Morphologic examination and immunophenotyping play important roles in diagnosis of mastocytosis. Nonneoplastic MCs have round to ovoid nuclei, abundant metachromatic or basophilic granules, and are generally individually dispersed in tissue. Neoplastic MCs, on the other hand, have atypical features such as elongated and spindled morphology and reduced or absent granularity. (4) In addition, they often occur in clusters in tissue, and this in combination with their spindled morphology may lead to their misinterpretation as fibroblasts, such as those seen in a healing injury. Tryptase and CD117 (c-KIT) are expressed in normal as well as neoplastic MCs and can be used to help identify and quantify the MCs in the tissue by immunohistochemistry or in the blood or bone marrow by flow cytometry. These stains are particularly helpful in proving the presence of compact clusters of more than 15 mast cells (the major diagnostic criterion) in cases where there is a mixed inflammatory background, and the utility of these immunostains was apparent in this case. Additionally, expression of CD2 or CD25 by the MCs in SM is considered aberrant and is a minor criterion for the diagnosis. Although clustering of MCs is typically seen only in mastocytosis, increased numbers of scattered MCs can be seen in nonneoplastic conditions; therefore, the strict identification of true clusters is necessary to fulfill the major criterion. (4) In such conditions it is also important to ensure the absence of atypical MC morphology and/or aberrant expression of CD2 or CD25 to exclude true SM. One potential diagnostic pitfall is the expression by MCs of CD68 and other markers traditionally associated with macrophages. In combination with abnormal MC morphology, such expression can prove diagnostically confusing.

Similar to other myeloproliferative diseases, abnormal tyrosine kinase activity is at the center of the pathogenesis of systemic mastocytosis. (5) Activating somatic point mutations of the KIT gene are associated with mastocytosis (6-9) and are encountered in most (>80%) sporadic cases. (10,11) Irrespective of the WHO subtype, the KIT D816V mutation, resulting from substitution of a valine for an aspartic acid in exon 17, is the most frequently detected KIT mutation in SM and is another minor diagnostic criterion. (6,8,12) Other activating mutations of exon 17 such as D816Y, D816H, and D816F are uncommon and are not included in screening for SM. New allele-specific polymerase chain reaction assays can successfully detect the D816V mutation in paraffin-embedded tissue. (13) It is important to note that mastocytosis can be a component of myeloid and lymphoid neoplasms with eosinophilia and abnormalities of PDGFRA." Hence, screening for the FIP1L1-PDGFRA fusion is necessary in cases with significant peripheral blood eosinophilia. (1)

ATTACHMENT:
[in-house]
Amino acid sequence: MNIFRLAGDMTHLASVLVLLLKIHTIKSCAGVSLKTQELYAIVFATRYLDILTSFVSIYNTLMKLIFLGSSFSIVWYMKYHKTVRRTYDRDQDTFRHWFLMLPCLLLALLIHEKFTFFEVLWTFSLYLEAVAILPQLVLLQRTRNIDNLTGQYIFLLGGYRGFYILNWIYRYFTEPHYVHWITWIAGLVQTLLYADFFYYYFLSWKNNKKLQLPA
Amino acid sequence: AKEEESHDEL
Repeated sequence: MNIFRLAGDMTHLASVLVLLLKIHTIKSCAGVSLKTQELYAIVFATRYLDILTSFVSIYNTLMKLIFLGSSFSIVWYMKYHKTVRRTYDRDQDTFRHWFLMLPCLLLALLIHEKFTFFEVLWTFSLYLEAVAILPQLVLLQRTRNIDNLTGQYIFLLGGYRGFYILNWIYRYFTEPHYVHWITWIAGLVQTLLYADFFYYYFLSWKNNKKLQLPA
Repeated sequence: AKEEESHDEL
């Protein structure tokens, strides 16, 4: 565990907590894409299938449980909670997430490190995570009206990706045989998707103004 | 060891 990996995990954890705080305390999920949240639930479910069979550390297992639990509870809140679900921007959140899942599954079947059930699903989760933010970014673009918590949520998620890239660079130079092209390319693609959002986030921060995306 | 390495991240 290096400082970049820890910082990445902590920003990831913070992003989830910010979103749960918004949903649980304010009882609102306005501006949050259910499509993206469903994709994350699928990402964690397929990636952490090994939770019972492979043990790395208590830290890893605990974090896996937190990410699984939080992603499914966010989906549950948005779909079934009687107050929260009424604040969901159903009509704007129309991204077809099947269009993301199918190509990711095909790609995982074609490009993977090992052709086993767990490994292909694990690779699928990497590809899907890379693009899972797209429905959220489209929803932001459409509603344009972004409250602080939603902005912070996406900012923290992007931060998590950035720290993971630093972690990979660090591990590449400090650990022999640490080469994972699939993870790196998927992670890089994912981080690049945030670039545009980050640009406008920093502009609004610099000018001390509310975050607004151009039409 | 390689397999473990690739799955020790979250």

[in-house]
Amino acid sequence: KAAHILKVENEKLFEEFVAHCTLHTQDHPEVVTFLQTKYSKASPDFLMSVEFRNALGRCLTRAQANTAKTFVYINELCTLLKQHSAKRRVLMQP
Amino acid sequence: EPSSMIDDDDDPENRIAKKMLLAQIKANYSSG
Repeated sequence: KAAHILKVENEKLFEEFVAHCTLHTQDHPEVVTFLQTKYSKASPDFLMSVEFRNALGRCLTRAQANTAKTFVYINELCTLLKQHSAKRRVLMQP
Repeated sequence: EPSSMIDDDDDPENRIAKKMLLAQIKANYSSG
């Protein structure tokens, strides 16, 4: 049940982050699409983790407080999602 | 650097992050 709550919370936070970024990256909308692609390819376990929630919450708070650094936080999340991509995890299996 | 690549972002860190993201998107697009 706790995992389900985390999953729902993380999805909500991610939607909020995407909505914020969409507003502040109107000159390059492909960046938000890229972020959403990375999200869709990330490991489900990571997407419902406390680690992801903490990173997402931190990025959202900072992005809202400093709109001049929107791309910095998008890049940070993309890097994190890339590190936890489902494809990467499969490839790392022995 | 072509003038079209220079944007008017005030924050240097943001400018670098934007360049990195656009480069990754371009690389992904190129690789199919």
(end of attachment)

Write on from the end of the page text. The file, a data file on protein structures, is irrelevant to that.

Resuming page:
Gastrointestinal Manifestations

Gastrointestinal involvement is seen in 70% to 80% of patients with SM. (14,15) Abdominal pain and diarrhea, as encountered in our patient, are the most common GI complaints, but SM can involve any of the GI organs and generate a variety of site-specific symptoms such as gastroesophageal reflux, peptic ulcer disease, steatorrhea, malabsorption, and diarrhea. (16) The precise pathogenesis of the symptoms is not well understood but they are thought to be secondary to mediator release by MCs. (15)

Gastrointestinal involvement by SM is often quickly suspected in patients with a previouslyestablished diagnosis of mastocytosis who present with GI symptoms. These patients should be screened by endoscopy and undergo multiple biopsies to investigate GI involvement. On endoscopic examination, the mucosa may have nodules, pigmented areas, or thickened folds, or may appear normal. Even in the absence of MCs in mucosal biopsy specimens, a patient's GI symptoms may still be explained by the systemic effects of released mediators in SM. (16) On the other hand, given the low prevalence of SM and the nonspecific nature of the symptoms, cases with isolated GI symptoms may be underdiagnosed and often managed as irritable bowel syndrome. It is important for the pathologists to have a high index of suspicious for this diagnosis, particularly in GI biopsies of patients with prolonged, unexplained symptoms. As exemplified in our case, immunohistochemical stains for c-KIT (CD117), tryptase, and CD25 can help establishing the diagnosis. Additionally, if available, correlation with serum tryptase and molecular studies for the KIT D816V mutation may be necessary.

So-called mastocytic enterocolitis is a recently described entity that may be considered in patients with diarrhea and that could enter the differential diagnosis of GI involvement by SM. This entity is reportedly characterized by an increased number of MCs in the endoscopically normal colonic mucosa of patients with intractable diarrhea. (17) This controversial entity, however, has not been well characterized and does not have consistent clinical or histologic criteria. We do not currently make this diagnosis in our practice and would caution against the possibility of misinterpreting the finding of prominent MCs in mucosal biopsy specimens and missing a potential true case of GI involvement by SM.